logo BDSP

Base documentaire


  1. Childhood and adult cancer after intrauterine exposure to ionizing radiation.

    Article, Communication - En anglais

    Symposium for the 1997 Annual Meeting of the NCRP, "The Pre-and Postconception Reproductive Effects of Exposures to Radiation". Crystal City, VA, USA, 1997/04/02.

    Since the reports in 1956 and 1958 that in utero radiation was associated with an increased risk of leukemia and solid cancers during childhood, this issue has been debated.

    Many epidemiological studies have been performed.

    Evidence for a causal association derives almost entirely from case-control studies, whereas practically all cohort studies find no association, most notably the series of atomic bomb survivors exposed in utero.

    Although it is likely that in utero radiation presents a leukemogenic risk to the fetus, the magnitude of the risk remains uncertain.

    The causal nature of the risk of cancers other than leukemia is less convincing, and the similar relative risks (RR=1.5) for virtually all forms of childhood cancer suggests an underlying bias.

    Few studies have addressed the potential risk of adult cancer after intrauterine exposure.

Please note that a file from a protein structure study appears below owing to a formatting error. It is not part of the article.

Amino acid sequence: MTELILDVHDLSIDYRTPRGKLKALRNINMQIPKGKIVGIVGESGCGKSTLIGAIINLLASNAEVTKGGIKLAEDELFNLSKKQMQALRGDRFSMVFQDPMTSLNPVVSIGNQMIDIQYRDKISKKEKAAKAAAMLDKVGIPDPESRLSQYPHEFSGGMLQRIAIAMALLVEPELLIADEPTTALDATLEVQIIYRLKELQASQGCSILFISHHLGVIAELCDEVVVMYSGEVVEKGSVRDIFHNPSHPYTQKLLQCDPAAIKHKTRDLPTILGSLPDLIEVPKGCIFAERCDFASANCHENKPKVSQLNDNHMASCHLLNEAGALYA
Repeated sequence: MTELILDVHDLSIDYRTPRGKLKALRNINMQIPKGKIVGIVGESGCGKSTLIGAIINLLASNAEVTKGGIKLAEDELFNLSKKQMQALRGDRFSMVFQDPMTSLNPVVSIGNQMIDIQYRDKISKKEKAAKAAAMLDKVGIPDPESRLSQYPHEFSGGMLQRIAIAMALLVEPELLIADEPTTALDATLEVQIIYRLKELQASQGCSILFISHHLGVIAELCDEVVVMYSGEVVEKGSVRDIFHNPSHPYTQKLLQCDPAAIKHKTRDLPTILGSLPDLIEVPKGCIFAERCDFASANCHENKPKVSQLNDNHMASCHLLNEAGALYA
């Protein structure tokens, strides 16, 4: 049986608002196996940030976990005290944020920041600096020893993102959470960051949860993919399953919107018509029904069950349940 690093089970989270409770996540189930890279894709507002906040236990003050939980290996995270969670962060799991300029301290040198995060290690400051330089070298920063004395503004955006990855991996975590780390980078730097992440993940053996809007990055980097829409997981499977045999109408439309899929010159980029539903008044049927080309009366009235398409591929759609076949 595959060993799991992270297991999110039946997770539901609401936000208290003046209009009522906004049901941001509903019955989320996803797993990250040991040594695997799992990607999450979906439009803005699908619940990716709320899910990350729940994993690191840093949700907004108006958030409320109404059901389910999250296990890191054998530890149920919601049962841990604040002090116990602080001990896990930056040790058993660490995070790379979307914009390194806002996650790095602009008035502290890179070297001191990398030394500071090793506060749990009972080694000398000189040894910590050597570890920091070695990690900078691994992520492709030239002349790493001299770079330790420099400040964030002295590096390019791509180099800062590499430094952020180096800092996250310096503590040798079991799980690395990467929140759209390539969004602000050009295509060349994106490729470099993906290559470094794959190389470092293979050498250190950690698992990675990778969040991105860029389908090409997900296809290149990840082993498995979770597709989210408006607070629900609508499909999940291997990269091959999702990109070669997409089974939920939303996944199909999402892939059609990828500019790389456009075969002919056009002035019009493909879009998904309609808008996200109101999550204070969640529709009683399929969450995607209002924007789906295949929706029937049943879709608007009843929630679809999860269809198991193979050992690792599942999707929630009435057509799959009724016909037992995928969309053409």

Radiotherapy given to newborns, however, has been linked to cancers of the thyroid and breast later in life.

    Mots-clés Pascal : Rayonnement ionisant, Facteur risque, Toxicité, Effet biologique, Promoteur tumeur, Carcinogène, Trouble développement, Epidémiologie, Homme, Adulte, Enfant, Leucémie, Radiocontamination, Explosion nucléaire, Armement nucléaire, Gestation, In utero

    Mots-clés Pascal anglais : Ionizing radiation, Risk factor, Toxicity, Biological effect, Tumor promotor, Carcinogen, Developmental disorder, Epidemiology, Human, Adult, Child, Leukemia, Radioactive contamination, Nuclear explosion, Nuclear weapon, Pregnancy, In utero

    Logo du centre Notice produite par :
    Inist-CNRS - Institut de l'Information Scientifique et Technique

    Cote : 99-0281509

    Code Inist : 002A08F02. Création : 16/11/1999.